We had previously shown that HO-1 mRNA was induced (5- and 16-fold) by 13-HPODE (10 and 25 μmol/L, respectively) at 4 hours and that this increase was dependent on de novo gene transcription.19 To determine optimal treatment time, HAECs were exposed to 13-HPODE (25 μmol/L) from 0 to 12 hours. Maximum induction was observed at 4 hours of exposure (Figure 1A). We also examined the effects of 13-HODE, another oxidized lipid component of oxLDL. Exposure of HAECs to 13-HODE (1, 10, and 25 μmol/L) for 0, 2, 4, 6, and 8 hours did not induce HO-1 mRNA (data not shown). To determine message half-life and to examine the contribution of mRNA stability in 13-HPODE-mediated HO-1 induction, HAECs were incubated with 13-HPODE (25 μmol/L) for 4 hours, washed with PBS, and then exposed to media containing actinomycin D (4 μmol/L) in the absence or presence of additional 13-HPODE. As shown in Figure 1B, no significant change in the half-life of HO-1 mRNA was observed in the actinomycin D-treated cells in the presence or absence of the second dose of 13-HPODE, demonstrating that the induction is dependent solely on de novo transcription as previously implied by nuclear run-on studies.19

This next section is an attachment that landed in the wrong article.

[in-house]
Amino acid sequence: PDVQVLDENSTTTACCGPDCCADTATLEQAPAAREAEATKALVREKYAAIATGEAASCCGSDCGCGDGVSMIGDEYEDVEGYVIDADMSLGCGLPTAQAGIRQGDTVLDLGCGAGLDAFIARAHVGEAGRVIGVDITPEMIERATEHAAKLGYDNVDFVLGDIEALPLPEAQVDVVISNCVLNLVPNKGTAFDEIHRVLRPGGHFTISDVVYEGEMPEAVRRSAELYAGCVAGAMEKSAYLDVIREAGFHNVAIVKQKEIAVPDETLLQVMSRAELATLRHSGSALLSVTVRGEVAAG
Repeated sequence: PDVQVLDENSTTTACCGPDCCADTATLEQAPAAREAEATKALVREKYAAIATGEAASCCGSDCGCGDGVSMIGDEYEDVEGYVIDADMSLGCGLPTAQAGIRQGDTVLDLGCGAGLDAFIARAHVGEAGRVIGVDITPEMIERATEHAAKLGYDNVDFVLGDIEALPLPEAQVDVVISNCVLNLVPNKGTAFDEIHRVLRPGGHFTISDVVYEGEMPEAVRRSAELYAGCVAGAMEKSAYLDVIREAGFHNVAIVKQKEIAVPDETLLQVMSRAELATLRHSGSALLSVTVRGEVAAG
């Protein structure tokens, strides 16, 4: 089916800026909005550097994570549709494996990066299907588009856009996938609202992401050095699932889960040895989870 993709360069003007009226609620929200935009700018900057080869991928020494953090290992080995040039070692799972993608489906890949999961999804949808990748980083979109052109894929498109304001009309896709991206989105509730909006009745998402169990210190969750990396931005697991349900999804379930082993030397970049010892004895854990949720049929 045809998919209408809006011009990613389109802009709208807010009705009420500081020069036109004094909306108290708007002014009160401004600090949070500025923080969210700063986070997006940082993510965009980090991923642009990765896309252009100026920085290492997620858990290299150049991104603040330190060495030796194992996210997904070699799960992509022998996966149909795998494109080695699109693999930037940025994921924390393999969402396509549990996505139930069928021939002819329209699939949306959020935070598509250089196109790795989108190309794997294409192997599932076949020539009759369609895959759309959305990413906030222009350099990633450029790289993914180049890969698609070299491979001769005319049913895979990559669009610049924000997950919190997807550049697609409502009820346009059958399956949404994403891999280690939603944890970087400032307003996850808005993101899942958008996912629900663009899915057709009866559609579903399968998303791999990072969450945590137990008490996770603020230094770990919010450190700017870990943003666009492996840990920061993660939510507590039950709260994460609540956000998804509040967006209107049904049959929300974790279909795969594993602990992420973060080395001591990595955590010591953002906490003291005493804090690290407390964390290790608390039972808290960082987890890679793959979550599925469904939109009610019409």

13-HPODE-Mediated HO-1 mRNA Induction Is Dependent on Reactive Oxygen Species
Previous studies have shown that NAC, which scavenges reactive oxygen species (ROS) and increases cellular glutathione levels, blocks sodium arsenite-mediated, cadmium chloride-mediated, and hydrogen peroxide-mediated HO-1 induction. Similarly, the iron chelator DFO blocks HO-1 induction by hyperoxia and oxLDL, with no effect by either reagent on transforming growth factor-β (TGF-β) or curcumin-mediated HO-1 induction.17,31–33⇓⇓⇓ These agents were used to investigate the possible involvement of ROS in the induction of HO-1 mRNA during 13-HPODE treatment. HAECs were pretreated with NAC for 30 minutes in 1% FBS-containing medium or DFO overnight. NAC (0.5 to 10.0 mmol/L) and DFO (0.005 to 1.0 mmol/L) prevented HO-1 induction in HAECs exposed to 13-HPODE (Figures 2A and 2B), implicating the involvement of ROS in 13-HPODE-mediated HO-1 upregulation.